Sun News Network’s Ezra Levant issued a rare on-air apology Monday, saying he hoped his comments about the Roma “will serve as an example of what not to do when commenting on social issues.”
The television host sparked widespread criticism late last year when he went on a tirade against the Roma, after news reports surfaced about a crime ring operating in the Greater Toronto Area that focused on the ethnicity of those accused.
He said the Roma – who originate from Europe but have been in Canada for decades – are “a culture synonymous with swindlers … one of the central characteristics of that culture is that their chief economy is theft and begging.”
In a statement after the show aired, the executive director of the Roma Community Centre described the television segment as “nearly nine minutes of on-air racist hate-speech targeting our community.”
Mr. Levant said Monday in a voluntary apology during his television show that he was wrong to equate the actions of some individuals with an entire ethnic group. His original broadcast used the outdated term “gypsies” frequently, causing some in Canada’s Roma community to ask police to investigate him for hate crimes.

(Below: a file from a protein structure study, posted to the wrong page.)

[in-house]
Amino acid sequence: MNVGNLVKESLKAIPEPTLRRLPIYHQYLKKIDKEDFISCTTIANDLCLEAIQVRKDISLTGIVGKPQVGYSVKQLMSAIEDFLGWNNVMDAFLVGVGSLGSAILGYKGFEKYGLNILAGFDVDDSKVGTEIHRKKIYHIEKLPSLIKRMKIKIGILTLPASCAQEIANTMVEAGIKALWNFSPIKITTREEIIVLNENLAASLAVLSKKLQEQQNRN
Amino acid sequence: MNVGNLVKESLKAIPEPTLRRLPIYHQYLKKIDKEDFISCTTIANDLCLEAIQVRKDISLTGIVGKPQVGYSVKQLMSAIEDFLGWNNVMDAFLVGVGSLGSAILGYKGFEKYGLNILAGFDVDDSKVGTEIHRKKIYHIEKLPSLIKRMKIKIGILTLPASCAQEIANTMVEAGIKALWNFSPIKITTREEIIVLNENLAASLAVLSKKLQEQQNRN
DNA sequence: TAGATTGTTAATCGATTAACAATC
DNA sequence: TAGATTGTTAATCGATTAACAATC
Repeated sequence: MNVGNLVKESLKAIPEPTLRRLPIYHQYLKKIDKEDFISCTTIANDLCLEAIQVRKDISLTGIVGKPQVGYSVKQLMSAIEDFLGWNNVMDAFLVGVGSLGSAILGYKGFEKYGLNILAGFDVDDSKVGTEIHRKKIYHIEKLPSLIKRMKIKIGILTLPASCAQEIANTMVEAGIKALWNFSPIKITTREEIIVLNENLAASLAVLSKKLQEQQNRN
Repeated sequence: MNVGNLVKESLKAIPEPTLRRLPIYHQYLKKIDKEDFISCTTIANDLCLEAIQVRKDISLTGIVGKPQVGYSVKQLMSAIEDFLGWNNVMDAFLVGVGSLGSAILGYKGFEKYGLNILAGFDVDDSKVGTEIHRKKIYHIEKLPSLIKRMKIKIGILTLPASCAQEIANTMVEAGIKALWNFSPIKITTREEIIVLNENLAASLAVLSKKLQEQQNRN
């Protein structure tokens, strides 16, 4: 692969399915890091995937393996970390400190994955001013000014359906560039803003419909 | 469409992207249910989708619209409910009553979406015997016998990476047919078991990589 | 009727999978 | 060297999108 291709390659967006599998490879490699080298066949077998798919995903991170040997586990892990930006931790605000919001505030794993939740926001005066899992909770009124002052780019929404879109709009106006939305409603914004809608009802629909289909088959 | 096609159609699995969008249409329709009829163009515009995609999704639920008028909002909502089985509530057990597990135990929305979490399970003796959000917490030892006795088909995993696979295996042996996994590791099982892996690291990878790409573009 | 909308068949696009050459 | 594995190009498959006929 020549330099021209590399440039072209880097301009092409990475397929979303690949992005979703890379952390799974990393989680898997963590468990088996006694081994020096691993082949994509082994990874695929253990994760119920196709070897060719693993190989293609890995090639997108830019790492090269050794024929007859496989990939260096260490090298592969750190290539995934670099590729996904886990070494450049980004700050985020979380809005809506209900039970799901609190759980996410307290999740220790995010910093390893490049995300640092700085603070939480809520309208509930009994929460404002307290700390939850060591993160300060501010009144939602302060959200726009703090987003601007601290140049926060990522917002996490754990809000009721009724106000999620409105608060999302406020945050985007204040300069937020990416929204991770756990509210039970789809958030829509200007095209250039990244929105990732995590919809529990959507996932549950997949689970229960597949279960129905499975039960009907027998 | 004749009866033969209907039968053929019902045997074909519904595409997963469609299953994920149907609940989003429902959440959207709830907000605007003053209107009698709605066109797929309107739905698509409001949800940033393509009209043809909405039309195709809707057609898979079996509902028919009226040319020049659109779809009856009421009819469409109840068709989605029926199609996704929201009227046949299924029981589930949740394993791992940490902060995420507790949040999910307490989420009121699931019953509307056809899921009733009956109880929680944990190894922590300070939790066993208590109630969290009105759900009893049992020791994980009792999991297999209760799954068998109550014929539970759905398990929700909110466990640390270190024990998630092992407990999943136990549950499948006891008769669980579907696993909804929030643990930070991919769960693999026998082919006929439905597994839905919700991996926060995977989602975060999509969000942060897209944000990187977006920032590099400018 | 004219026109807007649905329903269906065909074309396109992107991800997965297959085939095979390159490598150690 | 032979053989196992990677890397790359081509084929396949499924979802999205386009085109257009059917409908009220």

“There were some criticisms afterwards, but I dismissed them as coming from the usual soft-on-crime liberals and grievance groups,” he said. “But when I look at some of the words I used last summer – like ‘the gypsies have gypped us’ – I must admit that I did more than just attack a crime or immigration fraud problem. I attacked a particular group, and painted them all with the same brush. And to those I hurt, I’m sorry.”
Sun News, which is losing $17-million a year as it tries to gain a foothold on Canadian televisions, is asking Canada’s broadcast regulator to place the channel on basic cable packages across the country to help it win over viewers on a crowded dial.
The channel – and Mr. Levant in particular – has drawn the attention of ethics regulators since it launched. In one incident, Mr. Levant was forced to apologize on air for telling a Spanish banana executive, in Spanish, to have sex with his own mother.
The channel’s executives must convince regulators next month that it’s a service that contributes positively and uniquely to Canadian culture if it hopes to win its request for mandatory carriage.